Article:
As the temps dip and Covid is on the rise, Greenwich First selectman Fred Camillo and Greenwich Hospital’s president and CEO Diane Kelly held the first of a series of weekly press conferences scheduled through December, which is when the predicted peak in Covid cases is anticipated.
And while the sense of foreboding feels similar to last spring, Camillo said he was not considering closing town parks.
“We’re not looking to close them down, but we’re looking at capacity levels,” he said. “We want people to be outside and be active, but to do so safely.”
At the November 10 Parks & Rec board meeting, director Joe Siciliano said that on the previous weekend, which was very mild, the number of people was “phenomenal.”
In fact, he said 700 cars were turned away at Tod’s Point on Saturday, Nov 7, and 600+ turned away on Sunday, Nov 8.
The Parks & Rec dept typically stops checking beach passes at the gate in November.
Siciliano said people are using all types of facilities including using state parks, and people from outside Greenwich looking for a park they can drive to, they decided to continue to staff the gatehouse through Dec 1.
The policy change was announced at the end of October.
There were over 3,500 people at Tod’s Point on Saturday, Nov 7, and even more on Sunday, Nov 8.
Parks & Rec are selling day passes through Dec 1 for any resident who wants to purchase one for a guest or purchase one for themselves if they don’t have a beach pass.
“It’s not because we want to keep people out, it’s because we’re trying to to manage the number of people using the facility with the number of Covid cases in town,” he said.
During the Wednesday press conference, Diane Kelly said the current wave of Covid was not unexpected, but that people had become fatigued with social distancing and wearing masks.
“But it worked, and it works,” she said.
“It’s especially important to pay attention with as the holidays come and it’s tempting to be in larger groups,” she added.
“We have learned so much since the first wave, and we are keeping people out of the ICU,” she said. “Patients are being transferred home in much greater numbers than before…Our protocols are working.”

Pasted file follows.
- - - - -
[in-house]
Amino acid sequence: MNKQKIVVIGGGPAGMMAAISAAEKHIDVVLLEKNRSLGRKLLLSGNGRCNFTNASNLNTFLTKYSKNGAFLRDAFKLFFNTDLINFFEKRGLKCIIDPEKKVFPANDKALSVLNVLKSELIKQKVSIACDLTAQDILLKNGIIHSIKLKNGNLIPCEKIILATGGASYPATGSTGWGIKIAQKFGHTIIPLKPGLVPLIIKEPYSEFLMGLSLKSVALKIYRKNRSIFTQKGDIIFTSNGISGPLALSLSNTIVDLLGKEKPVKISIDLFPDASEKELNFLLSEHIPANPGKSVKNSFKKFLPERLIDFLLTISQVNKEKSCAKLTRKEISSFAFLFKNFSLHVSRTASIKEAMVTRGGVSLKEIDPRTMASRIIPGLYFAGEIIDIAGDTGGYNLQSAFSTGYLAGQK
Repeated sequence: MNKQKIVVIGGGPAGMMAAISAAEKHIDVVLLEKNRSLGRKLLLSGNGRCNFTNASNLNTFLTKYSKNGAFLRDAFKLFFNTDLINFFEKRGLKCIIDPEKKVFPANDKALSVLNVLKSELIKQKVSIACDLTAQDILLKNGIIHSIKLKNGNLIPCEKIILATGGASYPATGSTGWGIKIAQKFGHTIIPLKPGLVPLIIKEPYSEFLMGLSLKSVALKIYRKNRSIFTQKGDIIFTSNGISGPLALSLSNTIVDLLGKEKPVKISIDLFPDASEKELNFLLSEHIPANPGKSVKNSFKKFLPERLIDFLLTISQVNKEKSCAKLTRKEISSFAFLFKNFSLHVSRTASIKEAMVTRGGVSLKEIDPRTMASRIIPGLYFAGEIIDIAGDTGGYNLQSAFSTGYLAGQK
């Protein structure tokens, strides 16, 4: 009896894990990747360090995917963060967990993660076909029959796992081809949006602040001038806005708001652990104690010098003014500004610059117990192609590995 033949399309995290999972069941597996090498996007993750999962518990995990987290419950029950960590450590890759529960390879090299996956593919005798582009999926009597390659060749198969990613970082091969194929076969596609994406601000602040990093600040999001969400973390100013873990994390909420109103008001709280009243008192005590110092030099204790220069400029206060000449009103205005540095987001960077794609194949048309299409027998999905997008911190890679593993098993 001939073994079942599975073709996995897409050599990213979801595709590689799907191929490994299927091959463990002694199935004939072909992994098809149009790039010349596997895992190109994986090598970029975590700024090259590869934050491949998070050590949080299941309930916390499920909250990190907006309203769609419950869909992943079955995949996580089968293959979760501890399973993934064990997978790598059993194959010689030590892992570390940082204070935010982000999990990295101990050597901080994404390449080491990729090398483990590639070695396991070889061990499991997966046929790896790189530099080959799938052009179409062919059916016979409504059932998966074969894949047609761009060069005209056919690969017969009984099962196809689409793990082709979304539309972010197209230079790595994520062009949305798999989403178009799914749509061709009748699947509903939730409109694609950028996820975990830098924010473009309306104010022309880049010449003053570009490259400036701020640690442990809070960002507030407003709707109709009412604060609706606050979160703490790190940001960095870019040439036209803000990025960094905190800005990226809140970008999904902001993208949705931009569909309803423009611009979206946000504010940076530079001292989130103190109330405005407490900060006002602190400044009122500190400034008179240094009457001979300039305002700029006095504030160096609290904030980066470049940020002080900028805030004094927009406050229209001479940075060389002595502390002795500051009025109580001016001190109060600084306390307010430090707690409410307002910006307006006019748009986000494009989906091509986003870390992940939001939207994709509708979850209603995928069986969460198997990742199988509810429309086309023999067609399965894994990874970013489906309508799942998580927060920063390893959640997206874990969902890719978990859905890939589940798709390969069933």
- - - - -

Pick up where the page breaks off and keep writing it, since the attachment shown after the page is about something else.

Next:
Wednesday Covid-19 numbers for Greenwich:
18 patients at Greenwich Hospital being treated for Covid
0 patients in the ICU
104 active Covid-19 cases in Greenwich
14 day rolling average of 11.5 per 63,000 (Greenwich’s population)
14 day rolling average of 18.3 per 100,000 (about half the state’s14-day rolling average)
1,367 Greenwich residents have tested positive since the beginning of the pandemic
“The 18 (patients) that we have in today is not the same kind of look you would have seen in those early months. It’s a very different experience for the patients,” Kelly said.
Kelly also said the hospital was prepared to handle this wave of Covid cases.
“This wave is not an unexpected wave. We’ve been watching our trends since the beginning of the first surge,” she added. “We had a whole group of people behind the scenes estimating when we would see an increase, so this is about the time they had estimated we would see this for a lot of different reasons.”
Kelly said testing is busy at Greenwich Hospital, with about 200 people being tested daily.
Over the state line in the Village of Port Chester the situation is more challenging. On Wednesday morning Mayor Richard Filanka said he was very concerned at how the Village’s numbers were trending upward.
This caused New York Governor Andrew Cuomo to designate the Village of Port Chester an “orange zone.” It is the first community in Westchester County to be elevated to this level.
High risk, non essential businesses must close, including gyms, barber shops, hair salons, and nail salons.
Outdoor dining is allowed only, but a four person maximum per table.
Schools are closed; students limited to remote learning.